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How to Tackle the Columbia Supplement Essays for 2014-15
Note: this blog post has been updated for the 2015-2016 application cycle. To view the most recent version, click here.
Nestled on New York City’s Upper West Side, Columbia University Offers students one of the country’s more unique learning experiences. Thanks to the famed Core Curriculum, Columbia undergraduates are forced to engage with several areas of study outside of their major to a greater degree than students at other elite universities. And of course students get to spend four (or more years) in New York City.
On its supplement, Columbia asks for three short essays, as well as answers to several short questions.
List the titles of the required readings from courses during the school year or summer that you enjoyed most in the past year. (150 words or less)
List the titles of the books you read for pleasure that you enjoyed most in the past year. (150 words or less)
List the titles of the print, electronic publications and websites you read regularly. (150 words or less)
List the titles of the films, concerts, shows, exhibits, lectures and other entertainments you enjoyed most in the past year. (150 words or less)
These types of questions are common amongst Ivy League and top-tier private institutions, but because Columbia gives you 150 words, you can list more items for each and provide a broader view of your personality. As always, the standard disclaimer to avoid anything that could be potentially controversial or offensive applies.
What single activity listed in the activity section of your Common Application are you most proud of and why? (150 words or less)
This is a standard essay asking you to discuss your extracurricular passions, however the key word in the prompt is “proud.” You can discuss the activity in which you have accomplished the most or found the most success, but you should focus the essay on the process of achieving those things (i.e. the effort you put into studying before an economics competition, or the time you spent breaking pieces of balsa wood before designing a model airplane for a science competition). And even activities where you didn’t find success but put in a lot of work or overcame some sort of challenge can be good topics for this essay.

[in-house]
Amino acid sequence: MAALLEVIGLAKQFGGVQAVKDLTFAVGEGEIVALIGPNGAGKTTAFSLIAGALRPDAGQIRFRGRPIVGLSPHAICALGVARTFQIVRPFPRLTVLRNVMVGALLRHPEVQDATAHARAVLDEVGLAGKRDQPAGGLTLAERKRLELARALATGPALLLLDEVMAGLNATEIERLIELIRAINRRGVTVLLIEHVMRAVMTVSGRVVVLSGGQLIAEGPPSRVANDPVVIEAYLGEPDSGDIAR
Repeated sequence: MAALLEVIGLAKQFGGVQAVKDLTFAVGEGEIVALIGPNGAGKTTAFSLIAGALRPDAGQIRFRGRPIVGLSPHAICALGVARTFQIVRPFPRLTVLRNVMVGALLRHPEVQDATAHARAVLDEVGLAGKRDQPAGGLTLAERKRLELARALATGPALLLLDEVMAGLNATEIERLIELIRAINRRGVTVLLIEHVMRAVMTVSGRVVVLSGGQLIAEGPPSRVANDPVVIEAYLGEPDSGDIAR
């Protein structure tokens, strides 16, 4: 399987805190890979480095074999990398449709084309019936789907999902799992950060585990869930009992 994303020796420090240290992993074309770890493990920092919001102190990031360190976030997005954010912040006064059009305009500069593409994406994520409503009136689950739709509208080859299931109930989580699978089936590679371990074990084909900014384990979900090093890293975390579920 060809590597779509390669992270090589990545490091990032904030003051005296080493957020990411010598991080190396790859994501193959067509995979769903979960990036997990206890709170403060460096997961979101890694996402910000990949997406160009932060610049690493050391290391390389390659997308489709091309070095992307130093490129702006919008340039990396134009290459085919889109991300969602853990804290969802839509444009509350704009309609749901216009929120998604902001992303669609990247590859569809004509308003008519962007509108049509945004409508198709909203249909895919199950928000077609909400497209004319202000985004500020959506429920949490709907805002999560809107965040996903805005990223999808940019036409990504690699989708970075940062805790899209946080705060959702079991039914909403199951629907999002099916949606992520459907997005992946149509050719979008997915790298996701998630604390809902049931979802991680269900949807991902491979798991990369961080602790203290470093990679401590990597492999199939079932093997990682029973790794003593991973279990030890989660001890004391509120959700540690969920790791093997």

Please tell us what you find most appealing about Columbia and why. (300 words or less)
This “Why Columbia” essay is reasonably straightforward, and as always you want to focus on things specific to Columbia. Because Columbia also has a distinct “Why Major” essay, your focus should be on Columbia’s broader academic environment, and social life at the university. While you can discuss almost any facet of Columbia, two that you do want to avoid are location (New York) and Columbia’s Core Curriculum. New York is a great city and offers many opportunities for college students, but thousands of students will cite New York as a reason for wanting to attend Columbia. The same thing applies to Columbia’s famed Core Curriculum, which requires students to take several classes outside of their major before graduating. Too many students use the Core for this essay, so you can be penalized for taking the same approach. The key is research – spend time on Columbia’s website trying to ferret out other academic or social characteristics of the university. You can also have some discussion of specific characteristics of the academic program for your major, but you want to avoid getting too deeply into why you enjoy your major.
For applicants to The Fu Foundation School of Engineering and Applied Science, please tell us what from your current and past experiences (either academic or personal) attracts you specifically to the field or fields of study that you noted in the Member Questions section. (300 words or less)
For applicants to Columbia College, please tell us what from your current and past experiences (either academic or personal) attracts you specifically to the field or fields of study that you noted in the Member Questions section. If you are currently undecided, please write about any field or fields in which you may have an interest at this time. (300 words or less)
Both of these essays are similar to other “Why Major” essays, but because of the wording of the prompt you don’t have to spend too much time discussing Columbia-specific factors. Instead, devote half of your essay to discussing why the field (or fields) appeals to you on a personal (emotional and rational) basis, and spend the other half providing support by referencing experiences, or preferably activities. You can also posit a higher purpose or goal, but make sure that goal is aligned with your profile (for example if you spent a lot of time working at a grocery store in high school, saying that you want to apply a statistics and economics double major to build a self-learning program that decides optimal inventory figures for grocery stores is a natural goal). You can discuss several fields, however this is dangerous, because with multiple areas of study, you condense the amount of space you have to convey affinity (why you want to study something) and competence (why you’re qualified to do so). If you do decide to discuss multiple fields, make sure that your resume has activities from disparate fields to match.